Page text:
This section is from the book "Scientific Sewing And Garment Cutting", by Antoinette Van Hoesen Wakeman. Also available from Amazon: Scientific Sewing And Garment Cutting: For Use In Schools And In The Home.
Any fabric which is knitted comes under the head of hosiery. Until 1589 all knitting was done by hand. At that time William Lee, a clergyman born at Woodbridge, England, and a graduate of Cambridge University, invented a knitting machine.
In 1758 Jedediah Strutt adapted the knitting machine to ribbed work, and this was the beginning of a great industry. Until 1816 all machine-knit garments were cut and made like others, with seams. In that year a machine was invented which wove garments and stockings without seams.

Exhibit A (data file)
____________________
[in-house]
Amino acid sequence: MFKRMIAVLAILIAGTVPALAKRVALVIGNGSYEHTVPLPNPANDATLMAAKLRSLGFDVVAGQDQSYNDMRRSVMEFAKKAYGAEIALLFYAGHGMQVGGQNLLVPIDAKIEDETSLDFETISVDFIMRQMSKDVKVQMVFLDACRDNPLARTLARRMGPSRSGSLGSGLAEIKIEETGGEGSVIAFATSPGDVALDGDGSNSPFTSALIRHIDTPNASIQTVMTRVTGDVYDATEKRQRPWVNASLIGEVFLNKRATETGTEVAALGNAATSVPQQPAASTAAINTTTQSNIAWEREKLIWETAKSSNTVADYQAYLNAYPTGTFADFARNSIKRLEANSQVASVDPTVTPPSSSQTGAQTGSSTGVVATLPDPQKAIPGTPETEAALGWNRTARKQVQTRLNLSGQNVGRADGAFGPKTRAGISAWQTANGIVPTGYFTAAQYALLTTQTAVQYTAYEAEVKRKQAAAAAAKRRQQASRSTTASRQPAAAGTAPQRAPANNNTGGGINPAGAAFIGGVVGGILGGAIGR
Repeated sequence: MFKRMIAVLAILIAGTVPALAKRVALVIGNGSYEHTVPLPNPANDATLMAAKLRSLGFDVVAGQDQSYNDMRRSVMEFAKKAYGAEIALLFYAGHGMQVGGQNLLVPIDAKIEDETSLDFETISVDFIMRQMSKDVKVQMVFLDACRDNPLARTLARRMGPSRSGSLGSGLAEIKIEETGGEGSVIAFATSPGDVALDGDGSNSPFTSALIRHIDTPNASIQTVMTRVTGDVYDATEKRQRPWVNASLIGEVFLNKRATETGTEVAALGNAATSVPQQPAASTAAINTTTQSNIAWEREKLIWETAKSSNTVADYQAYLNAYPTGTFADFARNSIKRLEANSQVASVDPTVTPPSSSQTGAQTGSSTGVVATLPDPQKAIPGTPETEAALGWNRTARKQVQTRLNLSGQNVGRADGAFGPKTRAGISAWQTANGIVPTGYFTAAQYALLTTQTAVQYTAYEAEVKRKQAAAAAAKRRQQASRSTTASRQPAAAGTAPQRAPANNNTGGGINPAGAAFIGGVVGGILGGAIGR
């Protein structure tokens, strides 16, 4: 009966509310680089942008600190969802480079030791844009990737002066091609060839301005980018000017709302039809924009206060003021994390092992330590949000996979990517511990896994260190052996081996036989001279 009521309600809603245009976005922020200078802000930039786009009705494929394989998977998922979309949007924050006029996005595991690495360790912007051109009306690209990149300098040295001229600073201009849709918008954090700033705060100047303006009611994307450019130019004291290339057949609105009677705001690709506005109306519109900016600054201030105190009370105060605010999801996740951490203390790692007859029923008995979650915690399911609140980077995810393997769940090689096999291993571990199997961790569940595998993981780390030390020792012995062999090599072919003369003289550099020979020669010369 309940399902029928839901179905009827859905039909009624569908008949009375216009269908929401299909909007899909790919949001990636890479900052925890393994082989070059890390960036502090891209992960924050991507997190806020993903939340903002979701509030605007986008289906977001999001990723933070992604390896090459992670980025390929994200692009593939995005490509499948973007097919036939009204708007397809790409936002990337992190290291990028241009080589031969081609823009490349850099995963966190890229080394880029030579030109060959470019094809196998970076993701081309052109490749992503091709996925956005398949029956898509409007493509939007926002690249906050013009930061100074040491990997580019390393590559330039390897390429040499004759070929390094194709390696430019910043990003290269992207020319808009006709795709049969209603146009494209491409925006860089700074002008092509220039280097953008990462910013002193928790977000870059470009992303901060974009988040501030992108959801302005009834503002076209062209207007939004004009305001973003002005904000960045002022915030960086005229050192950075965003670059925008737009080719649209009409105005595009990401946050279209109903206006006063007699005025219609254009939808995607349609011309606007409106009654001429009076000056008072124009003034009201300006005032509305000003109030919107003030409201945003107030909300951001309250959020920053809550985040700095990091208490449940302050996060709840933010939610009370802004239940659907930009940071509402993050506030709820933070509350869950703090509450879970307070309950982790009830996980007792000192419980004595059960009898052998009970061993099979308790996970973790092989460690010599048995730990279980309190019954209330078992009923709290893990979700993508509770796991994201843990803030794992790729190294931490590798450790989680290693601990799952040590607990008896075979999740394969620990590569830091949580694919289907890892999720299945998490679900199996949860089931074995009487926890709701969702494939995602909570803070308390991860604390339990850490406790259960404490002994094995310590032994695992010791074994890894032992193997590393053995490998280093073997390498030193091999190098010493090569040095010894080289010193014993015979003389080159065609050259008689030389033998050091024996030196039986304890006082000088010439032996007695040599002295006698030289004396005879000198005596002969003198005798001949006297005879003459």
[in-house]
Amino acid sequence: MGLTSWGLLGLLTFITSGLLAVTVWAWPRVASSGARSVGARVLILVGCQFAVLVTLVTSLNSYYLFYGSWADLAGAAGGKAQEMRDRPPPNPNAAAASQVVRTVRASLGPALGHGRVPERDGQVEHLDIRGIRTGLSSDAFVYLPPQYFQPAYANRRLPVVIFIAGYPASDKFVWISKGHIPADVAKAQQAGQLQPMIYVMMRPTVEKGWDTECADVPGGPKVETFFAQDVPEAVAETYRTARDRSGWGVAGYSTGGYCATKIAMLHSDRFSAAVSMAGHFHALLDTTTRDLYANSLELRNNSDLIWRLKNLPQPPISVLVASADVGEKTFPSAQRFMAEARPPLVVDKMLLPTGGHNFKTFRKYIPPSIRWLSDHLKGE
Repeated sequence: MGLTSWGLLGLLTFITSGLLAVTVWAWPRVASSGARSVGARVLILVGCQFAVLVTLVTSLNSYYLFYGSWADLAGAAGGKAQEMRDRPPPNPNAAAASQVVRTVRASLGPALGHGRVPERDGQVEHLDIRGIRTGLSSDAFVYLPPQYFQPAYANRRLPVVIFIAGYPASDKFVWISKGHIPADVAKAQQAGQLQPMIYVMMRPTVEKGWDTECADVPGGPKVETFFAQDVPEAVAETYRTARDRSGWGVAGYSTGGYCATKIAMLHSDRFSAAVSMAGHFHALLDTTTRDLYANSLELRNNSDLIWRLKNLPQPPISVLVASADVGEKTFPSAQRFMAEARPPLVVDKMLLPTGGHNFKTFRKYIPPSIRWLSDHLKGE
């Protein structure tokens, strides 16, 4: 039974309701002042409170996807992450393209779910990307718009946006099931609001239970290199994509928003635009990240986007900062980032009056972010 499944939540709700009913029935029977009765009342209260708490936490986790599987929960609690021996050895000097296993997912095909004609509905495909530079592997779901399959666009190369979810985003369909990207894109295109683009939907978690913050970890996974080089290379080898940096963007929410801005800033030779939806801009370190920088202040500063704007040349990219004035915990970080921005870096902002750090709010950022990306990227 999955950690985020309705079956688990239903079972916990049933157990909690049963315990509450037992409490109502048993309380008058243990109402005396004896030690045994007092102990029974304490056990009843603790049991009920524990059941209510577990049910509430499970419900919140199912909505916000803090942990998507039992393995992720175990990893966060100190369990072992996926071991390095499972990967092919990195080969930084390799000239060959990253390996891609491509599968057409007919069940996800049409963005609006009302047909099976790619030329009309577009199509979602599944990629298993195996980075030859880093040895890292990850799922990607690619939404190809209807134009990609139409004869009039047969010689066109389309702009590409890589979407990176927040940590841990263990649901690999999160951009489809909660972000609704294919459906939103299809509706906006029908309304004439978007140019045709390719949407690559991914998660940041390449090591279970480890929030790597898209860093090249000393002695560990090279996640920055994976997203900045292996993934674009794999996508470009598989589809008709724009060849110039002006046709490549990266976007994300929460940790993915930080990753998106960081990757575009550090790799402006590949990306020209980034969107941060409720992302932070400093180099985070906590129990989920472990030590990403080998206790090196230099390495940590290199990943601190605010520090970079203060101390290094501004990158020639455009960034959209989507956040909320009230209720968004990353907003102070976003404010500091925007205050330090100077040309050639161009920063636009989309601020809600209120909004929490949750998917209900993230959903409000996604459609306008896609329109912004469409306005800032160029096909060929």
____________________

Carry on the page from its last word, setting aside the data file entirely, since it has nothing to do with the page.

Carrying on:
One great center of hosiery manufacture is Nottingham, England. There are a large number of manufactories in our own country where very beautiful goods are made. Some idea of the importance of hosiery can be formed from the fact that over 5,000 different articles are made of knitted fabrics.
Cheap hosiery is made on the circular stocking frame. The web is woven in the shape of a tube, and when it is long enough for a stocking it is cut off to form a foot and sewed up by machinery. A machine of this kind makes 1,000 stockings a day.